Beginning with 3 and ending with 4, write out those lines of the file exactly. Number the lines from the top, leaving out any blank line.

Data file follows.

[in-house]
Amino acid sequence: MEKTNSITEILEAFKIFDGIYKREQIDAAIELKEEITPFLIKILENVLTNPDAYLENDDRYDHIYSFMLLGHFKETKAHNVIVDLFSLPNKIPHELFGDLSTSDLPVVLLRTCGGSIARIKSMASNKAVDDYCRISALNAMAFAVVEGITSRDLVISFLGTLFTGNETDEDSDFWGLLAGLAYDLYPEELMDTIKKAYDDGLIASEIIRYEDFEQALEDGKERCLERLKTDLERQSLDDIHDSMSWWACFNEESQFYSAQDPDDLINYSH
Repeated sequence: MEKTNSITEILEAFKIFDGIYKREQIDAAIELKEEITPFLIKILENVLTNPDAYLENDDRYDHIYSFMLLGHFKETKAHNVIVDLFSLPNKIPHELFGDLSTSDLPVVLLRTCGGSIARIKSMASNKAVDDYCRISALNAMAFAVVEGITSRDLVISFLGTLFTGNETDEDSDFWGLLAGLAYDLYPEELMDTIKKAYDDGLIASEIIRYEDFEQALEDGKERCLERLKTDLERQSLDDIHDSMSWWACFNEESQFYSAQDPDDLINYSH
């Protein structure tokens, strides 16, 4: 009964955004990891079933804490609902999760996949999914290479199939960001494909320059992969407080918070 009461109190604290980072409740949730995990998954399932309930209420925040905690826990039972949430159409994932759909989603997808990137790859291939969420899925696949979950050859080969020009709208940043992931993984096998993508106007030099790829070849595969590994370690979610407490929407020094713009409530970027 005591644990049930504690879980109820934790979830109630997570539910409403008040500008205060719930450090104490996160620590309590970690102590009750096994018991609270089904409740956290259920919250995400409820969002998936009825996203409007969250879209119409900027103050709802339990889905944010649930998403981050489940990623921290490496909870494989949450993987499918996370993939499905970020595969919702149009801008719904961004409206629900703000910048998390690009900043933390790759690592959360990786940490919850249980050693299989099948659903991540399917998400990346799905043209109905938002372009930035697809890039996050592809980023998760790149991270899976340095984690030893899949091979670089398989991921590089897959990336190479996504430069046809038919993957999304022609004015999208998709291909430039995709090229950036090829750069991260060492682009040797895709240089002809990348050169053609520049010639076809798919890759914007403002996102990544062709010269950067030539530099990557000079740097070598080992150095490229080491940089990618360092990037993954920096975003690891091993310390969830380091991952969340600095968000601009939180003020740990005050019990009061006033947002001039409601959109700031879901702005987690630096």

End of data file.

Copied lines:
Repeated sequence: MEKTNSITEILEAFKIFDGIYKREQIDAAIELKEEITPFLIKILENVLTNPDAYLENDDRYDHIYSFMLLGHFKETKAHNVIVDLFSLPNKIPHELFGDLSTSDLPVVLLRTCGGSIARIKSMASNKAVDDYCRISALNAMAFAVVEGITSRDLVISFLGTLFTGNETDEDSDFWGLLAGLAYDLYPEELMDTIKKAYDDGLIASEIIRYEDFEQALEDGKERCLERLKTDLERQSLDDIHDSMSWWACFNEESQFYSAQDPDDLINYSH
């Protein structure tokens, strides 16, 4: 009964955004990891079933804490609902999760996949999914290479199939960001494909320059992969407080918070 009461109190604290980072409740949730995990998954399932309930209420925040905690826990039972949430159409994932759909989603997808990137790859291939969420899925696949979950050859080969020009709208940043992931993984096998993508106007030099790829070849595969590994370690979610407490929407020094713009409530970027 005591644990049930504690879980109820934790979830109630997570539910409403008040500008205060719930450090104490996160620590309590970690102590009750096994018991609270089904409740956290259920919250995400409820969002998936009825996203409007969250879209119409900027103050709802339990889905944010649930998403981050489940990623921290490496909870494989949450993987499918996370993939499905970020595969919702149009801008719904961004409206629900703000910048998390690009900043933390790759690592959360990786940490919850249980050693299989099948659903991540399917998400990346799905043209109905938002372009930035697809890039996050592809980023998760790149991270899976340095984690030893899949091979670089398989991921590089897959990336190479996504430069046809038919993957999304022609004015999208998709291909430039995709090229950036090829750069991260060492682009040797895709240089002809990348050169053609520049010639076809798919890759914007403002996102990544062709010269950067030539530099990557000079740097070598080992150095490229080491940089990618360092990037993954920096975003690891091993310390969830380091991952969340600095968000601009939180003020740990005050019990009061006033947002001039409601959109700031879901702005987690630096």